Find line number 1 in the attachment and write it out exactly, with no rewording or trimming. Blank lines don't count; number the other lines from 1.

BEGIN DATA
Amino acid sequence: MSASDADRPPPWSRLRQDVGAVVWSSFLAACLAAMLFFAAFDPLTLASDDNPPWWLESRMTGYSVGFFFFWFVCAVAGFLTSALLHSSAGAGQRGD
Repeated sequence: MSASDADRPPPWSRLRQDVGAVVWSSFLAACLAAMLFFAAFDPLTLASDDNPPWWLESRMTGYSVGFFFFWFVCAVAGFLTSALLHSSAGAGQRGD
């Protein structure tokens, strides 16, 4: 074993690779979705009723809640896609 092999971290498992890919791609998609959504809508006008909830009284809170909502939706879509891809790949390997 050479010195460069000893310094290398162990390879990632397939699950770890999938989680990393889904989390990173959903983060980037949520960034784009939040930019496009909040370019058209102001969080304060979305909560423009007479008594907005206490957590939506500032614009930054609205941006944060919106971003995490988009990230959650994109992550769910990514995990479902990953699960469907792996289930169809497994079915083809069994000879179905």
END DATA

Amino acid sequence: MSASDADRPPPWSRLRQDVGAVVWSSFLAACLAAMLFFAAFDPLTLASDDNPPWWLESRMTGYSVGFFFFWFVCAVAGFLTSALLHSSAGAGQRGD